How Did Enugu’s External Debt Become Nigeria’s 6th Highest?
The title question, considering the reputation of financial prudence assiduously cultivated by the present governor, shines an embarrasing spotlight in the state. But, the real scandal is not the state’s high debt profile. It is how those external loans were expended.
This is all the more staggering, when you consider that states with external debts higher than Enugu’s $126,177,662.23 – like Lagos, Kaduna, Edo, Cross-River, Bauchi – have comparatively better investment in infrastructure.
According to data from the Debt Management Office, the state’s domestic debt obligation, at the time of the current regime’s inauguration, stood at N37,550,234,882.49. By December 31, 2016, however, mere 19 months into the administration, the figure had risen to N48,417,542,411.95. The following year, the figure rose to N59,746,077,051.15.
At present, Enugu’s domestic and external debts amount to N100,456,026,251.63 – without any visible infrastructure or legacy project that could serve as justification for this massive rise in debt – especially in comparison with Ebonyi State, with a much smaller debt burden at N79,592,441,713.48, but far significant investment in infrastructure.
Sadder, still, is the fact there is no trace whatsoever of the purported project for which the governor took the latest foreign loan. Also, nothing has been heard or seen of the 2017, Senate-approved external loan request of $50m Urban Water Sector Reform Project listed for funding by the French Development Agency.
The vice president, Prof. Yemi Osinbajo had, on 25th May, 2017 written a letter titled, “Federal Executive Council Approval of the 2016-2018 External Borrowing (Rolling) Plan” to then Senate President, Dr. Bukola Saraki, urging “expedited consideration and approval to enable states meet up will all effectiveness conditions for the implementation of the projects in their respective states”.
Among the states listed in the correspondence which have drawn on the loan facilities are: Kaduna State’s $350m World Bank Assisted Project loan; Ebonyi State’s $80m Ring Road Project co-financed by the African Development Bank and Islamic Development Bank; Kano State’s $200m Integrated Agricultural and Water Resources Development loan from the Islamic Development Bank.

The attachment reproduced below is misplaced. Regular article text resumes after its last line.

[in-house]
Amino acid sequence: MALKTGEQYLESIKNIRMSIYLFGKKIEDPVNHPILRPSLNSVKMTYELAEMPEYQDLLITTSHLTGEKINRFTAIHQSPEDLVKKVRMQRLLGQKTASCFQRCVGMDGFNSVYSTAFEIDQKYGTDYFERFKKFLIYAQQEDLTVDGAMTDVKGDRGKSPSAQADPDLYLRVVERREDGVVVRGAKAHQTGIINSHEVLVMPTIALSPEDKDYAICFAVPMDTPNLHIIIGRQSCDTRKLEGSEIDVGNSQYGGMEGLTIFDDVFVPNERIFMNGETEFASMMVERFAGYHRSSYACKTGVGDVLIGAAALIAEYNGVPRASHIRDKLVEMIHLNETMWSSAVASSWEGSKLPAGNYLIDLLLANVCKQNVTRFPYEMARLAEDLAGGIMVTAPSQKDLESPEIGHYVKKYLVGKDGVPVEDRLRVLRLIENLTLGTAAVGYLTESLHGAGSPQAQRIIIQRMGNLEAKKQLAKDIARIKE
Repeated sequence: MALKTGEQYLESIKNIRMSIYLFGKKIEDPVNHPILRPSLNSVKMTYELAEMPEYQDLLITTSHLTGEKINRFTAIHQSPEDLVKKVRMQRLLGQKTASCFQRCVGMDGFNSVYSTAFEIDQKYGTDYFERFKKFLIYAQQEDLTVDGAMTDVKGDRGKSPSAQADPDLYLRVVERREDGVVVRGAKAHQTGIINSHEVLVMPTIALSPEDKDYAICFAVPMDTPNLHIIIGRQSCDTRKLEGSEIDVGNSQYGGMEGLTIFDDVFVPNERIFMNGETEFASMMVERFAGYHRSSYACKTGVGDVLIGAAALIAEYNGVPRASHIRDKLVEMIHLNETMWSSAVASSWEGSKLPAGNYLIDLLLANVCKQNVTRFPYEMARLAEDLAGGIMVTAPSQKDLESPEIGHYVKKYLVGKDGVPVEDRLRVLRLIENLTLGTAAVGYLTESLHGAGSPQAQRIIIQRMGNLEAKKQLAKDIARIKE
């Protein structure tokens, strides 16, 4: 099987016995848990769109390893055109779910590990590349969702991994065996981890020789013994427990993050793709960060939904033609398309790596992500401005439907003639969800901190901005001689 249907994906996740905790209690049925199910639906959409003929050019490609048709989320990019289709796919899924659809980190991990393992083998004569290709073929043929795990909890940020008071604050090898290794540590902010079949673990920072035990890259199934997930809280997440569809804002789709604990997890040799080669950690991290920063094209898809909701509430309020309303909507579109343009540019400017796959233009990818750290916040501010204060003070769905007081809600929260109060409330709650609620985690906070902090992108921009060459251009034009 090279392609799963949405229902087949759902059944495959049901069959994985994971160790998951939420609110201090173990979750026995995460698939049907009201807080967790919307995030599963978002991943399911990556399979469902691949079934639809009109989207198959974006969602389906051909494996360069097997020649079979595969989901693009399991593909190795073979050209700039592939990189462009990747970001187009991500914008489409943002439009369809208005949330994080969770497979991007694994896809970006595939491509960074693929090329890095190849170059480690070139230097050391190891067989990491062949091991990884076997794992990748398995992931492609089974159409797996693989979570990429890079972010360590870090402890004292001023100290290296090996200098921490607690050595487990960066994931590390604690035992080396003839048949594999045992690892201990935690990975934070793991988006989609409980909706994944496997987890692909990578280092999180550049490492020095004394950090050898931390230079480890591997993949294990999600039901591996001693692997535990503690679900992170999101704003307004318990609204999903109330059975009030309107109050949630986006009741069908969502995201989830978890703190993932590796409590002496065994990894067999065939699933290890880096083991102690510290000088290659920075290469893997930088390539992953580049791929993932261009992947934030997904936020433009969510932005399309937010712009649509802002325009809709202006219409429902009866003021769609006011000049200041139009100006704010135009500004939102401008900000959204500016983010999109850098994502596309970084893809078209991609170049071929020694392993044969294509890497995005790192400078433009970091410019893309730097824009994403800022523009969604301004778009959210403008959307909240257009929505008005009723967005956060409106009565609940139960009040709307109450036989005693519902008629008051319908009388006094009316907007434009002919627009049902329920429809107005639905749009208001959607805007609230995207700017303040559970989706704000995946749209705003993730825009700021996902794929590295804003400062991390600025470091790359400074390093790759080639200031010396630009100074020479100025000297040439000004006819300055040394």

These states have all completed or are in process of completing the projects for which the loans were taken. A visit to Ebonyi State reveal a society in a hurry to develop – it is not just the state capital that is a gigantic construction site, many towns in the state now feature well-built modern roads with drainage facilities and fly-overs at major intersections to ease traffic flow. The impact is also felt in rural communities – by creating seamless link between hinterlands and state capital the Ring Road Project loan’s massive road construction has boosted food production in a state known for its agricultural prowess.
The story is different in Enugu, a state with a capital city that gained prominence more than a hundred years ago – when every indicator of civilization was almost non-existent in the capital city of Ebonyi. Even with higher monthly federal allocation and internally-generated revenue, Enugu State still lags behind Ebonyi State in infrastructural development.
The state’s IGR that was once so robust that it put Enugu among only three states capable of meeting their recurrent expenditure obligation in 2016, has not been spared the Ugwuanyi administration’s profligacy. As at 2017, Enugu was ranked by the NBS as the ninth best state in IGR performance. By 2019, however, it had fallen to the 16th position.
How did this happen – what is the explanation for this drop,this absence of infrastructural growth? Like everything else in Enugu there has not been any official explanation – and there will never be. No media spin can erase the fact of Enugu State’s unjustifiably high debt profile, because the records are there with the Debt Management Office.
*Eneh is a retired economics lecturer and resides in Enugu.